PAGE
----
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Botulinum Toxin A for the Treatment of Chronic Lumbar Back Pain

One hundred sixty subjects will be randomly assigned to one of four arms (placebo/placebo, placebo/BOTOX®, BOTOX®/placebo, BOTOX®/BOTOX®). In the first of two phases, randomized subjects will blindly receive either BOTOX® (study arms BOTOX®/placebo and BOTOX®/BOTOX®) or placebo (study arms placebo/placebo and placebo/BOTOX®) injection into the lumbar paraspinal muscles. The subjects will be assessed using validated scales for pain and disability prior to injection and monthly thereafter for four months. In the second phase, a second set of lumbar injections will be administered based on the initial randomization and will blindly receive either BOTOX® (study arms placebo/BOTOX® and BOTOX®/BOTOX®) or placebo (study arms placebo/placebo and BOTOX®/placebo) injection into the lumbar paraspinal muscles. The subjects will again be assessed using the same validated scales for pain and disability, prior to injection and monthly thereafter, but for six months to extend the monitor ...

BOTOX® Helps With Post Stroke Pain

Final results from a multi-center study shows that repeated treatments of botulinum toxin type A (BoNTA or BOTOX®) over one year is well tolerated and results in a significant decrease in spasticity, pain frequency and average pain intensity in upper limbs following stroke, according to research from a neurologist at Wake Forest University Baptist Medical Center.Significant improvements in these outcome measures indicate a better quality of life for post-stroke patients suffering from spasticity-related pain, according to the researchers who presented their findings today at the annual meeting of the American Academy of Neurology in Boston. Spasticity is a disabling condition that leaves the muscles and tendons permanently shortened and inhibits movement."In the clinical setting, limb stiffness and pain are the most commonly reported symptoms of spasticity following a stroke, and relief of spasticity-related pain is a priority treatment goal for many patients," said Allison Brashear, ...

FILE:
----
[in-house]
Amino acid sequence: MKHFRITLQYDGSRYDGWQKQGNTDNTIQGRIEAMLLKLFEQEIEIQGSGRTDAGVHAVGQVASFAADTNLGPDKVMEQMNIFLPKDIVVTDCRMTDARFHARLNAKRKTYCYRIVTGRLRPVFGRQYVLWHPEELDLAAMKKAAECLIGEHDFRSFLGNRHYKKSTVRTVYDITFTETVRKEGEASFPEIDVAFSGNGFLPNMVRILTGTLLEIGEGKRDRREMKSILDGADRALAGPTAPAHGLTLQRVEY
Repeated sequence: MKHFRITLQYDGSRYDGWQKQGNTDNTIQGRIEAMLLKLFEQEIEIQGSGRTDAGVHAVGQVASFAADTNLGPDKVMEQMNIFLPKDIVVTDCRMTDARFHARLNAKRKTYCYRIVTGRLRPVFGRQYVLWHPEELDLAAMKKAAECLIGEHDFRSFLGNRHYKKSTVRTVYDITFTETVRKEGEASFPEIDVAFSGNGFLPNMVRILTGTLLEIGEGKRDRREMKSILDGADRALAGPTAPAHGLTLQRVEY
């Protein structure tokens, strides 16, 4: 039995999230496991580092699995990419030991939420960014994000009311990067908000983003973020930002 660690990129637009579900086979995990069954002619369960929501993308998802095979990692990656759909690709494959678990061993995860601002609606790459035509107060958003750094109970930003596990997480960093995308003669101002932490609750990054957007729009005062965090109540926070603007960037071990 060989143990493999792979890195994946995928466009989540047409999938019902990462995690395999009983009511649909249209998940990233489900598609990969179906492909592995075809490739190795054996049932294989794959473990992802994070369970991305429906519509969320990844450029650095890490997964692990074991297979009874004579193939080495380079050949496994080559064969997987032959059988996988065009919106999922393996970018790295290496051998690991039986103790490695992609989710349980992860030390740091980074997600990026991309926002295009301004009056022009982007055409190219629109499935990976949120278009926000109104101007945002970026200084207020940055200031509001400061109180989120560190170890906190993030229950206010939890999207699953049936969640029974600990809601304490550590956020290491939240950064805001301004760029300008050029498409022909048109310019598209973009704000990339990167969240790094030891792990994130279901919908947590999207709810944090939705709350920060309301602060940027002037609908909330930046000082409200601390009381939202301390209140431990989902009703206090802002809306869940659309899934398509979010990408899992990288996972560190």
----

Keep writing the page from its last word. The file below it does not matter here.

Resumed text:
Health Plans Use New Strategies to Control the Soaring Costs of Oncology

The same medical advances that are transforming cancer from a life-threatening acute condition to a chronic issue are challenging health insurers and other payers struggling to pay for the soaring costs of treatment. In response, insurers are focusing on both the condition and the cure, rolling out intensive disease management (DM) programs to improve care for oncology patients while also tackling the soaring cost of cancer medications. Cancer trails only heart disease as the leading cause of death in America, and is diagnosed in more than 1 million people each year, according to the Centers for Disease Control and Prevention. Health insurers bear high treatment costs for the condition. Aetna, Inc. with 14.8 million medical members as of Dec. 31, 2005, spent $978 million on 2005 oncology treatments. Physician costs accounted for the largest share, 58%, followed by hospital spending at 25%, skilled nursing and other facility care at 7% and specialty pharmacy costs, also at 7%. ...